However, enterprises across the globe are taking initiatives to reduce the carbon footprint of their shipments. Besides improving productivity, a sustainable supply chain can also save money. Using sustainable techniques and resources can significantly reduce vehicle and machinery costs.

This comes as an operational overhead for all the key components of a logistics system as businesses need to revamp their operational models and business strategies. 

Rise of Data Analytics

A data-driven supply chain uses information gathered from every essential point in the production process to improve supply chain quality. As a result, companies can identify specific areas within their supply chain that require enhanced quality, compliance, or efficiency. 

However, placing and running a smart data analytics system over the legacy enterprise management system is not an easy task. Also, to realize the true potential of data analytics, businesses need to have smart querying and visualization capabilities that also come as an additional overhead. 

Companies often find themselves struggling between having in-house expertise and outsourcing their advanced technological requirements. 

Changing Distribution Patterns

Distribution involves various activities and processes, including inventory management, warehousing, supply chain management, and logistics. Earlier, distribution meant movement across hubs, or distribution centres but with the rise of on-demand deliveries, distribution is now from one dark store to another, or one cloud kitchen to the customer doorstep. 

Put in the RTOs, cross-border trades, and increasing eCommerce orders, and the businesses across the globe are looking at a new supply chain disruption.

Logistics Automation Platforms

Automating your supply chain processes with a logistic automation platform can have several benefits. The supply chain automation processes allow you to focus human effort on tasks that require a human touch rather than menial, time-consuming ones.

To maintain supply chain visibility, merchants, suppliers, and service providers must communicate, connect, and have the right information at the right time. However, merely embracing the specific automation is not going to equip the businesses with the right amount of business intelligence.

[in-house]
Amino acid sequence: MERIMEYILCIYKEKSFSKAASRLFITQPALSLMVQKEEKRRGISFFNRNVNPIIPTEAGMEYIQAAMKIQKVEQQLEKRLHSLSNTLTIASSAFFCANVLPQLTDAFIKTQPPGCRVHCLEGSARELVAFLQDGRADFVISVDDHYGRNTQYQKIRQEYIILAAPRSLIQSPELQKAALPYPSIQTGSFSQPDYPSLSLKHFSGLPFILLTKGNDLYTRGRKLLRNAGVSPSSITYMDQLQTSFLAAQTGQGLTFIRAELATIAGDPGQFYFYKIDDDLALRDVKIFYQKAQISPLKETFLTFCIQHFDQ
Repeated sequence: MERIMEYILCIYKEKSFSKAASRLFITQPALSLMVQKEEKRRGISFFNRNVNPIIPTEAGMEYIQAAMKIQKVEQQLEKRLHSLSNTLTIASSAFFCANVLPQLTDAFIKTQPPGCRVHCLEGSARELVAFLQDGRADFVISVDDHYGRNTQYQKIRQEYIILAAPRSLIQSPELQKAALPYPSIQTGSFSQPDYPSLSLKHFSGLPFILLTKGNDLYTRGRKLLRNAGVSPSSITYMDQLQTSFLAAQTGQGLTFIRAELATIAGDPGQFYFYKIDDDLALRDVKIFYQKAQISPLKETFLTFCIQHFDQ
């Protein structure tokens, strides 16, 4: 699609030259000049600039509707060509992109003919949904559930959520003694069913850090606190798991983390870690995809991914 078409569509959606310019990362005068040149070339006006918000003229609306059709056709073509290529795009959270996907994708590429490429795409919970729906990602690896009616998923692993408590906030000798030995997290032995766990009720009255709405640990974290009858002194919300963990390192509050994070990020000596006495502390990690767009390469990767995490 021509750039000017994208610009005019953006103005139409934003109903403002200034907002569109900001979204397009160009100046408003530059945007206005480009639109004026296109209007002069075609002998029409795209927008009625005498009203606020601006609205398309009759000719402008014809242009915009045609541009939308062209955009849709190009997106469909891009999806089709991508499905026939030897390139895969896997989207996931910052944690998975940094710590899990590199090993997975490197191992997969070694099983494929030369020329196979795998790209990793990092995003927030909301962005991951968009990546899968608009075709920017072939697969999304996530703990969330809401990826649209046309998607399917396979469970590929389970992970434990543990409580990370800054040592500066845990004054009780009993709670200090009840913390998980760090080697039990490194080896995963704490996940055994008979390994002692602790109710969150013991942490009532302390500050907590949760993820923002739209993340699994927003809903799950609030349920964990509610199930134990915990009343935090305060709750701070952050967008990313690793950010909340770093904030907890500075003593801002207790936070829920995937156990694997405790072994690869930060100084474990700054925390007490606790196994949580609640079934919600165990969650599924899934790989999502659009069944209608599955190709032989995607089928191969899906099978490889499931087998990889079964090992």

Further, integrated logistics management automation requires unified management of all the logistics and supply chain systems, such as OMS, WMS, ERP etc. The enterprises need to have specific information standardization and data warehouses for doing smart data queries etc. 

Hence, logistics automation platforms are yet another powerful and excellent supply chain disruption that has spurred some of the most amazing trends all over the globe.

Next, we explore the various risks and challenges of disruption in supply chains.

Disruption in Supply Chain: Risks and Challenges

Supply Chain Risk

Companies are off balance due to fundamental changes in consumer behavior, supply chains, logistical novelties, and constant pressure from the intense competition.

Continuous end-to-end assessments, optimizations, and monitoring are essential because of the speed of the technological advancements. Developing and executing a short-term tactical plan that mitigates business risks and protects global supply chains will require companies to respond rapidly and confidently. 

Supply Chain Challenges

The global supply chain is not resilient enough to survive disruptions across borders. Also, a company’s supply chain and operations can often be one of its highest costs which means that any incoming disruptions lead to even higher operational costs.

There is a high dependency on human resources across the supply chain and operations, which makes It extremely challenging to meet the demands of personalization and customization of customers when there is insufficient flexibility.

As a result of reliance on legacy technologies, IT systems continue to be costly to run, inflexible, and inefficient.

How Do Supply Chain Disruptions Affect the Entire Ecosystem

Logistics Disruption

As a result of a significant logistical disruption, goods accumulate in storage throughout global supply chains, causing major transit hubs to divert or slow ships. The restriction on global trade flows prevents businesses from restocking inventories and importing goods.

If there are any delays, problems or errors with shipments in any stage of order movement, the entire logistics value chain gets disrupted. For example, if an enterprise that sends 50000+ orders per month is now adopting a new order management system that is requiring changes in the warehousing and distribution variables, the logistics is going to be disrupted.

Production Delays 

Inability to deal with high or low order volumes in an efficient manner, inabiltiy to predict the market demand fluctuations and having poor inventory forecasting can lead to production delays. Now, with the emergence of multiple supply chain disruptions, such as on-demand industry, businesses cannot afford to not have proper inventory and predictive analytics systems in place.

Any production delay percolates into the multiple levels and leads to increased delays.

Workforce and Labor

Embracing automation makes less room for manual tasks. On the other hand, automation or no automation, long haul movements and transportation requires significant human involvement. 

Hence, businesses need to arrive at a well-balanced equilibrium between automation and human resources to ensure operational excellence. However, when it comes to industries like hyperlocal deliveries, having a fixed number of riders, vehicles and same old asset management strategies bo longer works.